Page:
Genocide Remembrance Day: Declare crimes against Rohingyas genocide
On the occasion of Genocide Remembrance Day, the Rohingyas called on the governments across the globe, including the UK and US, to declare the crimes against the Rohingya community as genocide.
In a joint statement, on the fourth anniversary of the Rohingya influx, 10 Rohingya organisations called on the UN member states to impose targeted sanctions against the Myanmar military.
The statement also said that the UN was slow to show coordinated action to hold the propagators accountable for the crimes they committed on their land.
As the authorities did not allow any outdoor events, the Rohingyas held placards and spoke standing in front of their camps, mourning, remembering and calling for accountability of the crimes.
The statement said they back the efforts made in the International Court of Justice, and the international community's and the National Unity Government's commitment to international justice.
The organisations that signed the statement include Champions of Change, Education and Wisdom Development for Rohingya Women, Rohingya Refugee Committee, Rohingya Women Education Initiative, Rohingya Youth for Legal Action, Rohingya Youth Unity Team, Voice of Rohingya, Rohingya Student Union, Arakan Rohingya National Union, Rohingya Women Empowerment and Advocacy Network.
Some 750,000 Rohingyas fled genocidal attacks by the Myanmar military in the Rakhine state since August 25, 2017, and took shelter in Bangladesh's Cox's Bazar.
Thousands of the Rohingyas were killed, women raped and their houses burnt.
Four years after the genocidal acts, the Myanmar military on February 1 this year overthrew the elected government in a coup and since then killed more than 1,000 men, women, and children and imprisoned several thousand others for opposing the junta's rule.
"The junta that controls the country is the same military junta that led genocidal attacks against our people and now are committing human rights violations against the whole country," the statement said.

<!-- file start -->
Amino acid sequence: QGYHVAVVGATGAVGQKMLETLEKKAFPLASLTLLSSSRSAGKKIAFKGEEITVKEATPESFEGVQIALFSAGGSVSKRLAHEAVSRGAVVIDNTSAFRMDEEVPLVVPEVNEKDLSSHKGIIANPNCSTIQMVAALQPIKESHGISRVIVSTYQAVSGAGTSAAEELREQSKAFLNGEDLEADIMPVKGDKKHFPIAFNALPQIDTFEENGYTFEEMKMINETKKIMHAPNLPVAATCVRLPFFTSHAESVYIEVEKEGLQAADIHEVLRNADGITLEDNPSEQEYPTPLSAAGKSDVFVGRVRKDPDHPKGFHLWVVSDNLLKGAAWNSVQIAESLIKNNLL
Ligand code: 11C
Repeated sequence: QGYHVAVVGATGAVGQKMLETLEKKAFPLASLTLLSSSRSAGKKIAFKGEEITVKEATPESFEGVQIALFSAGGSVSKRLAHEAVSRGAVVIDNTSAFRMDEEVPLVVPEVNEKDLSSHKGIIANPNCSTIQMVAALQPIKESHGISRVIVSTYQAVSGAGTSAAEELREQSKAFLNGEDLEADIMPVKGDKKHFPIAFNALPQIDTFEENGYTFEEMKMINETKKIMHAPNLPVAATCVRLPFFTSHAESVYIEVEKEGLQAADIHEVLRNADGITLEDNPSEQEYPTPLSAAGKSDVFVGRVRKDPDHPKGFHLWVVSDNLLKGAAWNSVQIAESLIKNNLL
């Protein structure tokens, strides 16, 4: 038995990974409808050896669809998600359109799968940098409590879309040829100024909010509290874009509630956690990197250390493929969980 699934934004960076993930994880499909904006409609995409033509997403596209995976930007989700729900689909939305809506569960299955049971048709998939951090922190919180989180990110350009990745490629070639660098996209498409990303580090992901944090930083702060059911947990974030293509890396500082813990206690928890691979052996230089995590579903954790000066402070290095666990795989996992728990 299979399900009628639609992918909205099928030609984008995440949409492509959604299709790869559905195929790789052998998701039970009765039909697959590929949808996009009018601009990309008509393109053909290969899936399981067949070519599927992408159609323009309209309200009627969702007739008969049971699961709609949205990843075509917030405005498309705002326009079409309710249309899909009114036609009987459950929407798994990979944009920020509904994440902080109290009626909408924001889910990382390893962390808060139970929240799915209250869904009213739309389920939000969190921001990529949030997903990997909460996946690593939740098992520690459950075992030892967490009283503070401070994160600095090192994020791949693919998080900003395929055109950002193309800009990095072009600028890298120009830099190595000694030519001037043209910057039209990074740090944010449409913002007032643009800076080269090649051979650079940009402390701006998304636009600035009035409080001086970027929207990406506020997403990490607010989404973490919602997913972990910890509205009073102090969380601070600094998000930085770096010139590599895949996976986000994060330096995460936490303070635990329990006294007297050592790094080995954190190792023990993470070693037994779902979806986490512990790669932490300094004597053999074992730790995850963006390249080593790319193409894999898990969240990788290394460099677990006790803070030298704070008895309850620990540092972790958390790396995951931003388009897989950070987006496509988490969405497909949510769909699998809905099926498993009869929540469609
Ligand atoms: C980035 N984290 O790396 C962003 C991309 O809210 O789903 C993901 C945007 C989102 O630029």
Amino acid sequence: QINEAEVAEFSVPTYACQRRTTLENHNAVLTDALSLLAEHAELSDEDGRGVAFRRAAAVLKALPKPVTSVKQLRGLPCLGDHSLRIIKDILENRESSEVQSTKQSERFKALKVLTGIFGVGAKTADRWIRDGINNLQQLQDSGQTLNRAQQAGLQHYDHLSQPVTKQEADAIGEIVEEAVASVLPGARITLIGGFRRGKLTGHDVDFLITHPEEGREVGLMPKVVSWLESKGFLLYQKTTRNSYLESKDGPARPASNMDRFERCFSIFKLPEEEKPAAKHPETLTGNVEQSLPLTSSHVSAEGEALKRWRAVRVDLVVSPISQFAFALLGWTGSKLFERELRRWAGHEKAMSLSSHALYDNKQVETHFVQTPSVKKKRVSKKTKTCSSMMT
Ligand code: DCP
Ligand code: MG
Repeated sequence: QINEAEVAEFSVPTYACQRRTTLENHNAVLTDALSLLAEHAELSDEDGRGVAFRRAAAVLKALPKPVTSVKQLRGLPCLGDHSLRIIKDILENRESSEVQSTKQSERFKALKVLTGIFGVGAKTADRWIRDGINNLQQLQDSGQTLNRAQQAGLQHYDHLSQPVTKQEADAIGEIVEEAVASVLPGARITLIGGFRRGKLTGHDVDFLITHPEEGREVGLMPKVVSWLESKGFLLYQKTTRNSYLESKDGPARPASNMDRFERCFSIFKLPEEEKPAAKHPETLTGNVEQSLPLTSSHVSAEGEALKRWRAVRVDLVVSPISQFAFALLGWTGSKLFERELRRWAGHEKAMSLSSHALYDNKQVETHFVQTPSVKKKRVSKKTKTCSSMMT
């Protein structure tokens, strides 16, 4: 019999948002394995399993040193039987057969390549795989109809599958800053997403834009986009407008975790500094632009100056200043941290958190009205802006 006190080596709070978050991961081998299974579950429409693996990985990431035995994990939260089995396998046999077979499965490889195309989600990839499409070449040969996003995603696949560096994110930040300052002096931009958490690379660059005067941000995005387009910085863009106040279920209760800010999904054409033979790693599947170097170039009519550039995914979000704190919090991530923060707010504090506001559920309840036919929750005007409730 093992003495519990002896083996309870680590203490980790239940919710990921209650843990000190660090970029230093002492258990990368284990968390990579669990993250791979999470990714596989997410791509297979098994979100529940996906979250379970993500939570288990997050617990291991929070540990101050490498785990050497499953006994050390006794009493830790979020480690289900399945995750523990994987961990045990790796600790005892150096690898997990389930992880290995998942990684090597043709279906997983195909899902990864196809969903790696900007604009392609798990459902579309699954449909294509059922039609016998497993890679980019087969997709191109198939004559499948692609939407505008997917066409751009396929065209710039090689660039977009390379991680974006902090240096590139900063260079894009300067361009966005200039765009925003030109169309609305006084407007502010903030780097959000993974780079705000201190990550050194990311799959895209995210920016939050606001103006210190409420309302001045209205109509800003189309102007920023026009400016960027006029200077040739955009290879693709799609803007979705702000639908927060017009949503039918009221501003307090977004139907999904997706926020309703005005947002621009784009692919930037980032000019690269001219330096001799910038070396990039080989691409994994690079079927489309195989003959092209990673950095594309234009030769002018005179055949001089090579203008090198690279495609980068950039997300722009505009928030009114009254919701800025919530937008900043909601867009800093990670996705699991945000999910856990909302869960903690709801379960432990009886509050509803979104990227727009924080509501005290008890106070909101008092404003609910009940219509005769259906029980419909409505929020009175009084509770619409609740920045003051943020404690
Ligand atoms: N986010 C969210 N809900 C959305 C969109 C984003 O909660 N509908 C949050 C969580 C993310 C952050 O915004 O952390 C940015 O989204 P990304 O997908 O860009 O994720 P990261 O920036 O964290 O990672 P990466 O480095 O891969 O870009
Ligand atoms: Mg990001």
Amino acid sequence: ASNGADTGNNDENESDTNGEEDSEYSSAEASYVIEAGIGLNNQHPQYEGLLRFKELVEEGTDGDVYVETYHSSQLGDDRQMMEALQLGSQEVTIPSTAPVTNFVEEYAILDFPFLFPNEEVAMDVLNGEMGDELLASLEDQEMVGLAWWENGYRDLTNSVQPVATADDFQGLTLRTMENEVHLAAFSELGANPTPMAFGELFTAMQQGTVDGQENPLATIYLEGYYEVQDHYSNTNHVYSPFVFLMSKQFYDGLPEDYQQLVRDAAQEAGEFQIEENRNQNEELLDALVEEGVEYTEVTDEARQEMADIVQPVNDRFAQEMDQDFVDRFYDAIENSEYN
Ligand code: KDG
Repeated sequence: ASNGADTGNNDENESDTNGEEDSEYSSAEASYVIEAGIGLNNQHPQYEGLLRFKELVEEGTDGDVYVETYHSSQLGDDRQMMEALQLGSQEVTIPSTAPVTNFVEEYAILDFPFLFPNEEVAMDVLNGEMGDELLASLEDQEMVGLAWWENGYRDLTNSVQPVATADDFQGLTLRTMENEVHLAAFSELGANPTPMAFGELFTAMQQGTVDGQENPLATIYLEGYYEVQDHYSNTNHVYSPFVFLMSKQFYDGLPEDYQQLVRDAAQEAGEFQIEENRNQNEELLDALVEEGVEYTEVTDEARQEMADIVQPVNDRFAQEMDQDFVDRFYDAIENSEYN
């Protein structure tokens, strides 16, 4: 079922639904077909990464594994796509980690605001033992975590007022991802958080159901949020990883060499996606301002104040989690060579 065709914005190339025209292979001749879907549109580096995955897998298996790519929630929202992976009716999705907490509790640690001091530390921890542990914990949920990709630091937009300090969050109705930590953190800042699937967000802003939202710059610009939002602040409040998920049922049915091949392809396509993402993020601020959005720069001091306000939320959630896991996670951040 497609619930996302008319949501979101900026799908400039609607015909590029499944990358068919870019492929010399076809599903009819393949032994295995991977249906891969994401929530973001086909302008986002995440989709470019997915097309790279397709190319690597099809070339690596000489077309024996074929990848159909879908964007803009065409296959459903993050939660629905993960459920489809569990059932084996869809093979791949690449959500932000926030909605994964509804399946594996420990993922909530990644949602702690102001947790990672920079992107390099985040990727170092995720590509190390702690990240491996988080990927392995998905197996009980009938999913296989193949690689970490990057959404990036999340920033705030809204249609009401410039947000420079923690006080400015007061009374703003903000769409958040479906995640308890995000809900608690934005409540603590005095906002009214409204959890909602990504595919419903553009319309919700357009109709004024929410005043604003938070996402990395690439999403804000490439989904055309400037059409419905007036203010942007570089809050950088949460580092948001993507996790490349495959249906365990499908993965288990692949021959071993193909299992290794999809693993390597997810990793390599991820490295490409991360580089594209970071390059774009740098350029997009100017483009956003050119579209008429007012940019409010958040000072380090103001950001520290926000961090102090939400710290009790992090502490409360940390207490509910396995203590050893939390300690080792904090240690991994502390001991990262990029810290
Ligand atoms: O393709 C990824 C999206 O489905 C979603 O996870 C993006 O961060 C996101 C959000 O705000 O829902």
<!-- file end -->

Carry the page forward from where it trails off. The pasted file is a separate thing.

Rohingyas are still at grave risk in Rakhine where the military continues to confine thousands of Rohingya to internment camps.
They said they support the resistance including the Civil Disobedience Movement, the National Unity Government (NUG) and all people working for democracy and human rights against the military junta.
They called on the NUG to expand on its Rohingya policy and appoint a Rohingya minister and other Muslim leaders into the NUG, which was formed under the leadership of Aung San Suu Kyi's National Democratic League.
The NUG had issued a statement committing to issue Rohingya citizenship, fundamental rights and justice.
"Four years on, we will work to be able to return to our homeland as citizens, to build a country that ensures justice and rights for people regardless of race, religion, or ethnicity."
In a separate statement, the Arakan Rohingya Society for Peace and Human Rights thanked Bangladesh for sheltering the Rohingyas.
The statement signed by its Chairman Mohib Ullah said there have been delays in the implementation of four provisional measurements ordered by the ICJ in January last year.
It said both the NUG and the Burmese military government have been complicit in the genocide of the Rohingya people.
The NUG did not include any Rohingya scholars in its membership, however, he said.
The organisation demanded the UN and the international community to refuse to recognise the NUG as a democratic or representative body until it includes Rohingya.